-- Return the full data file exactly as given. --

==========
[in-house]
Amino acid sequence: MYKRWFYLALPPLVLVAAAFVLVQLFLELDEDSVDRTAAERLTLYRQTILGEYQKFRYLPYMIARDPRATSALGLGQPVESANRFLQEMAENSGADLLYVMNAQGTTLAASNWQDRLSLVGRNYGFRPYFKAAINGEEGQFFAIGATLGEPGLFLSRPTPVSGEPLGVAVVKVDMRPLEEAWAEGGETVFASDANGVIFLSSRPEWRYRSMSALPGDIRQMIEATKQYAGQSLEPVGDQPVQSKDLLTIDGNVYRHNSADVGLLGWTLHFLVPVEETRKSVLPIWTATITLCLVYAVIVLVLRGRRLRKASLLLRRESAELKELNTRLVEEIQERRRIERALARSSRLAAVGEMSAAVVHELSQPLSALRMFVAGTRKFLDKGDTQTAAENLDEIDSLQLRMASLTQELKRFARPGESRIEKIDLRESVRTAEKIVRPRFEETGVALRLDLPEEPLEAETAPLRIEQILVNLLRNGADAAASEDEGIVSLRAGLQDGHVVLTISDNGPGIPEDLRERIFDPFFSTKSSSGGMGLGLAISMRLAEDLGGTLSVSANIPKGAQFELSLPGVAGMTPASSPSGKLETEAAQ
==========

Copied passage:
[in-house]
Amino acid sequence: MYKRWFYLALPPLVLVAAAFVLVQLFLELDEDSVDRTAAERLTLYRQTILGEYQKFRYLPYMIARDPRATSALGLGQPVESANRFLQEMAENSGADLLYVMNAQGTTLAASNWQDRLSLVGRNYGFRPYFKAAINGEEGQFFAIGATLGEPGLFLSRPTPVSGEPLGVAVVKVDMRPLEEAWAEGGETVFASDANGVIFLSSRPEWRYRSMSALPGDIRQMIEATKQYAGQSLEPVGDQPVQSKDLLTIDGNVYRHNSADVGLLGWTLHFLVPVEETRKSVLPIWTATITLCLVYAVIVLVLRGRRLRKASLLLRRESAELKELNTRLVEEIQERRRIERALARSSRLAAVGEMSAAVVHELSQPLSALRMFVAGTRKFLDKGDTQTAAENLDEIDSLQLRMASLTQELKRFARPGESRIEKIDLRESVRTAEKIVRPRFEETGVALRLDLPEEPLEAETAPLRIEQILVNLLRNGADAAASEDEGIVSLRAGLQDGHVVLTISDNGPGIPEDLRERIFDPFFSTKSSSGGMGLGLAISMRLAEDLGGTLSVSANIPKGAQFELSLPGVAGMTPASSPSGKLETEAAQ